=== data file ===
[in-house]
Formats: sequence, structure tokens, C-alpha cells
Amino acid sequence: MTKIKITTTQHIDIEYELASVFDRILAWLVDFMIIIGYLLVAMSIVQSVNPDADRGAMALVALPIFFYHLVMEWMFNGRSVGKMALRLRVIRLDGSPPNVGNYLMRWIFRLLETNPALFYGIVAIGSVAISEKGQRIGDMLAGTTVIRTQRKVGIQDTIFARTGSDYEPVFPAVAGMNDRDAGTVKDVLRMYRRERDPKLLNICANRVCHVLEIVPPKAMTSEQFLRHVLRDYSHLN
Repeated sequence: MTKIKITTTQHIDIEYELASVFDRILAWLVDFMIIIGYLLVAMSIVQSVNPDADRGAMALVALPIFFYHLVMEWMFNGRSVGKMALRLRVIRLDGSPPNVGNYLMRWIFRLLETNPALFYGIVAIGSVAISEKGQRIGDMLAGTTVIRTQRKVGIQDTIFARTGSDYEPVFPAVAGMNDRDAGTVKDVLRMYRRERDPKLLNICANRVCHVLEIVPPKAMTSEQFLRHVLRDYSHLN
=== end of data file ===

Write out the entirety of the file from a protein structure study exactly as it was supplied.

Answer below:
[in-house]
Formats: sequence, structure tokens, C-alpha cells
Amino acid sequence: MTKIKITTTQHIDIEYELASVFDRILAWLVDFMIIIGYLLVAMSIVQSVNPDADRGAMALVALPIFFYHLVMEWMFNGRSVGKMALRLRVIRLDGSPPNVGNYLMRWIFRLLETNPALFYGIVAIGSVAISEKGQRIGDMLAGTTVIRTQRKVGIQDTIFARTGSDYEPVFPAVAGMNDRDAGTVKDVLRMYRRERDPKLLNICANRVCHVLEIVPPKAMTSEQFLRHVLRDYSHLN
Repeated sequence: MTKIKITTTQHIDIEYELASVFDRILAWLVDFMIIIGYLLVAMSIVQSVNPDADRGAMALVALPIFFYHLVMEWMFNGRSVGKMALRLRVIRLDGSPPNVGNYLMRWIFRLLETNPALFYGIVAIGSVAISEKGQRIGDMLAGTTVIRTQRKVGIQDTIFARTGSDYEPVFPAVAGMNDRDAGTVKDVLRMYRRERDPKLLNICANRVCHVLEIVPPKAMTSEQFLRHVLRDYSHLN